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January 28, 2010

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DanielJdoughty

While it is true you can see very high dedupe levels with variable block level deduplication I find that you're shifting some of the expense of the operation to another area. If you're just deduplicating a file server it's not such a big deal. But if you're trying to deduplicate Oracle with Avamar you end up having a more expensive operation occur on the database than just dumping the backups to a disk. I have to caveat that my sample size is low, so I'm completely open to your response and would be ecstatic to be proven wrong.

I still like Avamar, I just think that some of the work that you have to do in order to see the high level of dedupe may not help medium sized companies as much as it does Fortune 500 companies where servers sit around mostly idle all of the time and so pushing an Oracle box harder isn't such a big deal.

My opinions are my own and do not represent my company.

Scott Waterhouse

Daniel;

The situation you speak of may well be the case--and this is an ideal use case for target deduplication. Avamar may still be appropriate but there are a host of issues to consider.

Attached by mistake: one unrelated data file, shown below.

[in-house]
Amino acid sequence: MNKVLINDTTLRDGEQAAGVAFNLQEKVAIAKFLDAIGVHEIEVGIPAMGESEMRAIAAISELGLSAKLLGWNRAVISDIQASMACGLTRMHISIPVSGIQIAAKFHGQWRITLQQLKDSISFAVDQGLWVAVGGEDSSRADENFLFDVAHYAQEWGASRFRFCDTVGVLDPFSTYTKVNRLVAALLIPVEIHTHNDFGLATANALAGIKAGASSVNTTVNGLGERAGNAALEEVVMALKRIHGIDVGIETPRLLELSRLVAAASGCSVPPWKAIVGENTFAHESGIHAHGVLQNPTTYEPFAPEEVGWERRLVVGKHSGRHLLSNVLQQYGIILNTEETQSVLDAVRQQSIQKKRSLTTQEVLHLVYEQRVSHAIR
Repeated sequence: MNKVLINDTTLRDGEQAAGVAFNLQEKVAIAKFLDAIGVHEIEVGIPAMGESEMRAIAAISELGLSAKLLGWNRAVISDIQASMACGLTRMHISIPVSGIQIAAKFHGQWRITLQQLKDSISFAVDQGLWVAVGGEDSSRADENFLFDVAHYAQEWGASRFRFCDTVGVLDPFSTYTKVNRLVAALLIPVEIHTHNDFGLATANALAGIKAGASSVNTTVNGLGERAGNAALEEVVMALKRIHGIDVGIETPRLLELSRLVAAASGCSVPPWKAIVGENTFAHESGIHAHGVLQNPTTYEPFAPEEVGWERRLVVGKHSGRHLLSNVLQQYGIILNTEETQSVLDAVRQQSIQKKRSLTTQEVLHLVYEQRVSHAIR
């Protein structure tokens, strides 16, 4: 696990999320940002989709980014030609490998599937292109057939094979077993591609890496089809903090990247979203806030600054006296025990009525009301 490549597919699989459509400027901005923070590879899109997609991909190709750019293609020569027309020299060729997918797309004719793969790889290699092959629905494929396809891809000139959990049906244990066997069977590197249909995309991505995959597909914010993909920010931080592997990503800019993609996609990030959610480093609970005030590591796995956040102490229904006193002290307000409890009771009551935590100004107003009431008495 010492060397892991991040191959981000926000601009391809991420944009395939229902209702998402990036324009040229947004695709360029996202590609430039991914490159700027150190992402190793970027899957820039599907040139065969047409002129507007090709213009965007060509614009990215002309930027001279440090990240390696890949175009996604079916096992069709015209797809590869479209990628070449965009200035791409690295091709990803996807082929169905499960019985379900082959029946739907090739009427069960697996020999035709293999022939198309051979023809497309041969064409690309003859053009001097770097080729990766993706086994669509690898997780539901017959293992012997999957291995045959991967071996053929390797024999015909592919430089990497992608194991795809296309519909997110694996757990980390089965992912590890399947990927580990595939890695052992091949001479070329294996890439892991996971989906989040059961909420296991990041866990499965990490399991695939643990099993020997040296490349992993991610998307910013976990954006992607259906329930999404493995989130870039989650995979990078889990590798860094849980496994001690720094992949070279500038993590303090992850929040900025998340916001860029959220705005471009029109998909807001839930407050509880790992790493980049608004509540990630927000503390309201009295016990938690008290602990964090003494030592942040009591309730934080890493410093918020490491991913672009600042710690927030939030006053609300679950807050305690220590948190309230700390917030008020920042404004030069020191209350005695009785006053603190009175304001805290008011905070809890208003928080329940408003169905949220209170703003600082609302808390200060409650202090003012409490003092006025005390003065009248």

As an interesting aside, most database backups with deduplication default to a fixed block deduplication of 8 kb, because that is how the size of a database field in most cases anyway. So it turns out to be more efficient to do this. On the other hand, we still achieve similar net deduplication ratios to the variable length dedup that I discussed above (in part due to how well databases compress, and assuming that we are talking about a database with an average change rate).

DrDedupe

Hi Scott, good topic. The way I describe file/fixed/variable dedupe is that its a tradeoff between space savings and performance impact. File dedupe (SIS) will get you some small savings but its very easy to do. Variable block will get you the most savings but it takes the longest to do. Fixed Block-level dedupe is somewhere in the middle.

One is not better than the other, the choice depends on the User's tolerance for performance overhead vs the desired space savings.

Thanks,

DrDedupe

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